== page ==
What's the appropriate role for government when it comes to consumer protection?
Kraninger is expected to broadly share her boss’s views about the direction of the bureau. Mulvaney is known for having called the agency a “sick, sad” joke before taking office, and he has said that he said he wished it didn’t exist.
Early evidence suggests Kraninger maintains a critical view of the agency, particularly as it was run under former Director Richard Cordray.
“Ms. Kraninger expressed the same concerns I have about some of the [CFPB’s] past behavior and detailed her intent to reform the agency,” Sen. Pat Toomey, R-Pa., a senior member of the Banking Committee and a longtime critic of the agency, said in a statement after meeting with the nominee earlier this month.
She will no doubt be peppered with any number of specifics — on everything from her views on the pending payday lending rule, updates to debt collection regulations, unfair, deceptive, or abusive acts or practices, the role of agency enforcement actions and much more, and observers will be parsing her responses closely.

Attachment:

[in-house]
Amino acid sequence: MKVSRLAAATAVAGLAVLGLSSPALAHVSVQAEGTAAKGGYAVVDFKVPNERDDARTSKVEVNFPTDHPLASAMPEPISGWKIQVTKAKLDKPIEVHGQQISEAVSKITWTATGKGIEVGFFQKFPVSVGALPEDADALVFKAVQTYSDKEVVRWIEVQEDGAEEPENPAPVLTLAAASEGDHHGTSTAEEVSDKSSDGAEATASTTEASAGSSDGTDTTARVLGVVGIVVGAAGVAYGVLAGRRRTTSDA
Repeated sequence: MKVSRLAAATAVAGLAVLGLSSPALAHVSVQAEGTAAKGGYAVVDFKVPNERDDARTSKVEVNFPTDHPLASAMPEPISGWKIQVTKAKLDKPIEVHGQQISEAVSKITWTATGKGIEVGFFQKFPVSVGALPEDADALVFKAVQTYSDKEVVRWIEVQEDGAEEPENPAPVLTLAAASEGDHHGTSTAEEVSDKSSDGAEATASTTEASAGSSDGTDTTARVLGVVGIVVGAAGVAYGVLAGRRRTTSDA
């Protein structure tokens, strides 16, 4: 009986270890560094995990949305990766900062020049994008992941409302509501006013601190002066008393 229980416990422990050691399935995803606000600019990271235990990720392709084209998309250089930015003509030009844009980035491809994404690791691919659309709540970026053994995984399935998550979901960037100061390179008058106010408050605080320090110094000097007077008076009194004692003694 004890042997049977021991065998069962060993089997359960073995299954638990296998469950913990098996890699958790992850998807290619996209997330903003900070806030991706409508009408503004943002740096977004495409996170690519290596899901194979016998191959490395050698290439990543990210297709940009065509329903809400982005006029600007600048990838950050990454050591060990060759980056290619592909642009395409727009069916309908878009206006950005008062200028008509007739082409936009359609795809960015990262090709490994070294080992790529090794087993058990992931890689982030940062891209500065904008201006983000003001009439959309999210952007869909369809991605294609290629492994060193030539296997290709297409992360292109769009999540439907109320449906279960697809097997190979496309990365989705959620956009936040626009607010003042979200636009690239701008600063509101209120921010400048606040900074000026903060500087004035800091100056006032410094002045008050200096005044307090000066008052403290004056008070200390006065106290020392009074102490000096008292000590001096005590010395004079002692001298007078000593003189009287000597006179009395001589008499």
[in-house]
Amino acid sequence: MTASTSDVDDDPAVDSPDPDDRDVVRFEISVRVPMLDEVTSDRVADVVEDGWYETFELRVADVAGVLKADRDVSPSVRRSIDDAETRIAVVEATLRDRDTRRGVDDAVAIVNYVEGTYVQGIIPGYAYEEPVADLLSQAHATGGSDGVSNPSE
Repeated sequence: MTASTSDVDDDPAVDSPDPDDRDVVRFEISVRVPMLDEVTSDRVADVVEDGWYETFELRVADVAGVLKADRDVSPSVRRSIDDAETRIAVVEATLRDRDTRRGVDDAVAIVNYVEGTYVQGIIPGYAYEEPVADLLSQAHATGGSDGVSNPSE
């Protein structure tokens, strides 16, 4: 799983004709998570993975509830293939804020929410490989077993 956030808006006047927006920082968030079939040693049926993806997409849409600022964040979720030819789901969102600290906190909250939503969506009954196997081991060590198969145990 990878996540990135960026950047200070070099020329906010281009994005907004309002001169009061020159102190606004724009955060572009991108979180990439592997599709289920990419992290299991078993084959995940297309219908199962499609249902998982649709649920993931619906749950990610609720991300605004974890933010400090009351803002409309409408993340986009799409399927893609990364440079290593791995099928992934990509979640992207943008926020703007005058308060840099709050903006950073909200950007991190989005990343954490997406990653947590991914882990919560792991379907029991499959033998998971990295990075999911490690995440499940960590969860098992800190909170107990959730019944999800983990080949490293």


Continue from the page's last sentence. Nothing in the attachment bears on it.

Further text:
Yet ultimately, it’s her delivery, not necessarily the specifics of her answers, that may help determine whether she has a future at the bureau. Her performance is likely to turn on how she handles herself before the committee, including how she responds to grilling from Democrats opposed to her nomination. This is likely to carry more weight than the substance of any of her specific responses.
For those in banking who bristled under Cordray’s watch, her alignment with the acting director is likely to be seen as a positive.
“Mr. Cordray thought he had a mandate to pursue a social justice agenda — that was a philosophical problem for the people who are now in control,” says Dan Crowley, a partner at K&L Gates. “To the extent she doesn't share that orthodoxy, that will be a relief to those in the regulated industries” that the agency oversees.